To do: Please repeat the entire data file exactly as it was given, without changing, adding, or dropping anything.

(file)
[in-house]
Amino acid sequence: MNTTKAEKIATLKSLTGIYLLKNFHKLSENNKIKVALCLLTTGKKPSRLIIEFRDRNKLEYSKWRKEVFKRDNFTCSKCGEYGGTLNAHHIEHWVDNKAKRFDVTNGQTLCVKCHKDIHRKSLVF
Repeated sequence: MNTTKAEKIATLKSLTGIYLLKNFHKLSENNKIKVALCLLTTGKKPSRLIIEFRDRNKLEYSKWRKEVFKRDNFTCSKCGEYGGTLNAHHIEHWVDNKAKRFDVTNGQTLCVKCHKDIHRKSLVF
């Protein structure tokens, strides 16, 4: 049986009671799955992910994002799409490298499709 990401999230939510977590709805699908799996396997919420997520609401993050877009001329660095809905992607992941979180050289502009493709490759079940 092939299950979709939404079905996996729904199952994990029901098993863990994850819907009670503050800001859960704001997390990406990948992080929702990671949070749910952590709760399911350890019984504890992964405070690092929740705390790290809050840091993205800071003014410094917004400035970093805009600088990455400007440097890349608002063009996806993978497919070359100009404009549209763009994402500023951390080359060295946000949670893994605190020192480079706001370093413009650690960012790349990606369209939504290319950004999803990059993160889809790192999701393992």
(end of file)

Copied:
[in-house]
Amino acid sequence: MNTTKAEKIATLKSLTGIYLLKNFHKLSENNKIKVALCLLTTGKKPSRLIIEFRDRNKLEYSKWRKEVFKRDNFTCSKCGEYGGTLNAHHIEHWVDNKAKRFDVTNGQTLCVKCHKDIHRKSLVF
Repeated sequence: MNTTKAEKIATLKSLTGIYLLKNFHKLSENNKIKVALCLLTTGKKPSRLIIEFRDRNKLEYSKWRKEVFKRDNFTCSKCGEYGGTLNAHHIEHWVDNKAKRFDVTNGQTLCVKCHKDIHRKSLVF
């Protein structure tokens, strides 16, 4: 049986009671799955992910994002799409490298499709 990401999230939510977590709805699908799996396997919420997520609401993050877009001329660095809905992607992941979180050289502009493709490759079940 092939299950979709939404079905996996729904199952994990029901098993863990994850819907009670503050800001859960704001997390990406990948992080929702990671949070749910952590709760399911350890019984504890992964405070690092929740705390790290809050840091993205800071003014410094917004400035970093805009600088990455400007440097890349608002063009996806993978497919070359100009404009549209763009994402500023951390080359060295946000949670893994605190020192480079706001370093413009650690960012790349990606369209939504290319950004999803990059993160889809790192999701393992």